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Defending life
from conception to natural death


News, 5 February 2004

5 February 2004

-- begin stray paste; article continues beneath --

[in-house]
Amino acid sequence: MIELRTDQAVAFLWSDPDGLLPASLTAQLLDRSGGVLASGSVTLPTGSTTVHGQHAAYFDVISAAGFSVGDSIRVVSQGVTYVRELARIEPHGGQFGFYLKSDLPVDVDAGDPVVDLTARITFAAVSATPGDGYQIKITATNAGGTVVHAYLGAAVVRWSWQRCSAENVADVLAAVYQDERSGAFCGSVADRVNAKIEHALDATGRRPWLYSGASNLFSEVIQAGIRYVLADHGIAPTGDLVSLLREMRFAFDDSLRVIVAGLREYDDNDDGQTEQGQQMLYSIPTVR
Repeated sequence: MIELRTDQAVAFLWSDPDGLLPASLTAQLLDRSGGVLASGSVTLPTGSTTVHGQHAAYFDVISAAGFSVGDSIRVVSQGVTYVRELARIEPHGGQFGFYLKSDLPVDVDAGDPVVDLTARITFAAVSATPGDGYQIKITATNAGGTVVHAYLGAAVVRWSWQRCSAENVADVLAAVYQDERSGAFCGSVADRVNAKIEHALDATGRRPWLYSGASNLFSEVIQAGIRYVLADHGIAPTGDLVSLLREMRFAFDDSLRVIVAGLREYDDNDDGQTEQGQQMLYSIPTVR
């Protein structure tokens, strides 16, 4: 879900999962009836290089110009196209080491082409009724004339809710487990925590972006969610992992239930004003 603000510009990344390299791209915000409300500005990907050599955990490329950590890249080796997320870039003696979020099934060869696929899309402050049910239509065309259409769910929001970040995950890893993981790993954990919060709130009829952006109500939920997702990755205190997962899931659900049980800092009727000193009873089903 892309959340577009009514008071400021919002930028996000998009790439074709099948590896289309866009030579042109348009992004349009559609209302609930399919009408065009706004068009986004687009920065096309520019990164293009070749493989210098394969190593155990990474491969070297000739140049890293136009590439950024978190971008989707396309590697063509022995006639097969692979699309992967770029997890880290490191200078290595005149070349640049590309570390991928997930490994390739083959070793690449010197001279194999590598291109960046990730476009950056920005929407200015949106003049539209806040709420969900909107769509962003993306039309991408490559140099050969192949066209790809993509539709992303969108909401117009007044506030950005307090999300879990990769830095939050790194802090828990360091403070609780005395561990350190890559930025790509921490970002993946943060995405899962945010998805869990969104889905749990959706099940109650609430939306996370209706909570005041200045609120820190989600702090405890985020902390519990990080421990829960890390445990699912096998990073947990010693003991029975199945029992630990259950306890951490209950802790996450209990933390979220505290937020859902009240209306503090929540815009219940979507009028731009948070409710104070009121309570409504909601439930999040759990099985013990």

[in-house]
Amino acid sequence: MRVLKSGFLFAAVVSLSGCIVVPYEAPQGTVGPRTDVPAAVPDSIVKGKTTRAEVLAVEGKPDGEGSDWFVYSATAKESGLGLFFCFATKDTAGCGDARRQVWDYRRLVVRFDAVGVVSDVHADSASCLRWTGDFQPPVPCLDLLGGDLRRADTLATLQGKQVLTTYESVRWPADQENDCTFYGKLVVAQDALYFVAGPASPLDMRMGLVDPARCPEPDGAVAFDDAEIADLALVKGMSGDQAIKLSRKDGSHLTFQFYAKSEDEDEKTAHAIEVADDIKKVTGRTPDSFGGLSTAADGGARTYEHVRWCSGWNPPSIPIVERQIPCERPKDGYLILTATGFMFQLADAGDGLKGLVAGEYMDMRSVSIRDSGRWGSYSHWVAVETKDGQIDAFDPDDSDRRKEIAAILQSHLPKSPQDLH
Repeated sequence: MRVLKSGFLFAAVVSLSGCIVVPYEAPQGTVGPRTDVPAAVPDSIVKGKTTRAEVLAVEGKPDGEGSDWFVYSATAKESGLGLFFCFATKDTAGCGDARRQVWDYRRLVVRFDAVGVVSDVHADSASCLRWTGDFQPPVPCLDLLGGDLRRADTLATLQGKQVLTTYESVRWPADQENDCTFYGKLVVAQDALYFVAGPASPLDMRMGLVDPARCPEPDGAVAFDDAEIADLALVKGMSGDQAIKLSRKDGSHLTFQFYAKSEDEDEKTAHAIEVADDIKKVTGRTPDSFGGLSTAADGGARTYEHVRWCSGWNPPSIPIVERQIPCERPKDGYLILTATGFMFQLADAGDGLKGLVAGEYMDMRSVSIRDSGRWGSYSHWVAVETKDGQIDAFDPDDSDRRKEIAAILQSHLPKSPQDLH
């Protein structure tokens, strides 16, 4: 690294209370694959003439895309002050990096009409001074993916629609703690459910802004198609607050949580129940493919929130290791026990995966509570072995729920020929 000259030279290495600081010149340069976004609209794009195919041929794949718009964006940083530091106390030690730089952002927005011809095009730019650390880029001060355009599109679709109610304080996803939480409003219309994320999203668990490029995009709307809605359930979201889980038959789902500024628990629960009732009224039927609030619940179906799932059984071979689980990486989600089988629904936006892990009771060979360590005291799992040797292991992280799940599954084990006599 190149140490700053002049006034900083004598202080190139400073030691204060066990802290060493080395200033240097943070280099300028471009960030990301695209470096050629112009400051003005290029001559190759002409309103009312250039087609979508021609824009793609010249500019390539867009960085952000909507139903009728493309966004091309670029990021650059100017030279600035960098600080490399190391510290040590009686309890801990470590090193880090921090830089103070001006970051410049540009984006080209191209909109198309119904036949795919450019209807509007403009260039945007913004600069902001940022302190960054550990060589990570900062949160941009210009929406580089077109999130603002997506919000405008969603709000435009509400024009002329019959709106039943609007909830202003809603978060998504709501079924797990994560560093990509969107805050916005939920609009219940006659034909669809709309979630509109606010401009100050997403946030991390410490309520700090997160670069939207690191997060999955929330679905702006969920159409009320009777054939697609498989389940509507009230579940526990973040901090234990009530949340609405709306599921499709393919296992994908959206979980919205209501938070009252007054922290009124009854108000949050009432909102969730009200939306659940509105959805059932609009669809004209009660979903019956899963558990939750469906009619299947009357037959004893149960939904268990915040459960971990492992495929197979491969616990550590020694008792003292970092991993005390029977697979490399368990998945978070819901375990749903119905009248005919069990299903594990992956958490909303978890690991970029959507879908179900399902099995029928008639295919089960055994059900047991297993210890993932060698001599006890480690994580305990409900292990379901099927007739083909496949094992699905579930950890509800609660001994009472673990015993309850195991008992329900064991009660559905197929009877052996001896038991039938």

5 February 2004 Dr Panos Zavos, who claimed last month to have transferred a cloned embryo into a woman, has revealed that the attempt has been unsuccessful. Dr Zavos said that he would continue attempting to create cloned human embryos for implantation. [RTE News, 4 February ] A group of Kenyan doctors have criticised the Kenya Medical Association for supporting legalised abortion. The doctors, led by Dr Jean Kaggia, said that they and their colleagues were not consulted over the issue and that the officials who issued the statement endorsing abortion were expressing their own opinions, not that of members. "By legalising abortion we would be legalising murder in our country," they said. [AllAfrica, 4 February ] Pro-abortion groups in Kenya have used African Women's Health and Rights Day to lobby for legal abortion, claiming that women are dying as a result of illegal abortion. Government representatives pointed out that post-abortion services are already available at clinics and hospitals. [IPS News, 4 February ] The Republican candidate for governor of Montana, Bob Brown, has called abortion a 'social tragedy' and called upon the state to promote alternatives to abortion such as adoption and the expansion of health care facilities for pregnant women. Brown stated: "Human life and protecting innocent human life is very important to me and it would be worth a few million dollars to accomplish that." [Billings Gazette, 4 February ] A district judge has struck down the state of Virginia's partial birth abortion ban, stating that it violated privacy rights and failed to make an exception for the health of the mother. The Centre for Reproductive Rights filed the suit that struck down the ban. However, Attorney General Jerry W. Kilgore has said that he will appeal the decision. In a statement, he said: "The people of Virginia were right to tell their elected representatives to ban this barbaric procedure." [, 4 February ] Meanwhile the house voted 69-28 in favour of a bill requiring abortion facilities to follow the same regulations in place in other medical centres. Critics of the bill have said that it will force many facilities to stop performing abortions. [, 3 February ] A pro-life group is investigating reports that infanticide is being practised in Florida hospitals, in spite of the born alive infants protection act which requires hospitals to provide medical care to babies born alive during botched abortions. The 'born alive' abortion issue was first exposed by nurse Jill Stanek, who gave evidence to congress about her encounter with an aborted Down's Syndrome baby who was left to die in a laundry room. [, 4 February ] A UK columnist has criticised the stance taken by the chairwoman of the Human Fertility and Embryology Authority on fertility treatment for single and lesbian women. Commenting on the perceived right to motherhood and her own childlessness, Amanda Platell writes: "I wanted to be a mother with my own child born into a loving relationship with its father. I never thought being a mother was just about my fulfilment." [New Statesman/Daily Mail, 5 February] A pharmacist working at an Asda store in Stockport has been accused of being 'offensive and judgmental' because he refused to sell a woman the morning after pill. Asda are standing by him, stating that they cannot force any of their staff to go against their conscience. A spokesman for the Royal Pharmaceutical Society said: "It would appear on the face of it that the pharmacist was operating within the bounds of the code of ethics and standards set out by the RPS - which states that where a pharmacist's religious beliefs prevent them from providing a service, they must advise patients of alternative sources for the service requested." [Daily Mail, 5 February]

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